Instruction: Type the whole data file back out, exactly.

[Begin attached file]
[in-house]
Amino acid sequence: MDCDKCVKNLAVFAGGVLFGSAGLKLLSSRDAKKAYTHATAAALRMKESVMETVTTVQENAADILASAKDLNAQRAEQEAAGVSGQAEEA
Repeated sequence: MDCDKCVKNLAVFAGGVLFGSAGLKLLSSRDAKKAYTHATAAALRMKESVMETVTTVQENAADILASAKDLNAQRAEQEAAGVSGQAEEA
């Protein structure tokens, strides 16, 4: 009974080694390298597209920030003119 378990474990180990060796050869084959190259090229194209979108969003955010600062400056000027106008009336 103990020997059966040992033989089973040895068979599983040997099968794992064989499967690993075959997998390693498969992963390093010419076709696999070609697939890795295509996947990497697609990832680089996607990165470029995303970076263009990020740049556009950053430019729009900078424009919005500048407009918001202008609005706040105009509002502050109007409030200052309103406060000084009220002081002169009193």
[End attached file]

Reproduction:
[in-house]
Amino acid sequence: MDCDKCVKNLAVFAGGVLFGSAGLKLLSSRDAKKAYTHATAAALRMKESVMETVTTVQENAADILASAKDLNAQRAEQEAAGVSGQAEEA
Repeated sequence: MDCDKCVKNLAVFAGGVLFGSAGLKLLSSRDAKKAYTHATAAALRMKESVMETVTTVQENAADILASAKDLNAQRAEQEAAGVSGQAEEA
């Protein structure tokens, strides 16, 4: 009974080694390298597209920030003119 378990474990180990060796050869084959190259090229194209979108969003955010600062400056000027106008009336 103990020997059966040992033989089973040895068979599983040997099968794992064989499967690993075959997998390693498969992963390093010419076709696999070609697939890795295509996947990497697609990832680089996607990165470029995303970076263009990020740049556009950053430019729009900078424009919005500048407009918001202008609005706040105009509002502050109007409030200052309103406060000084009220002081002169009193």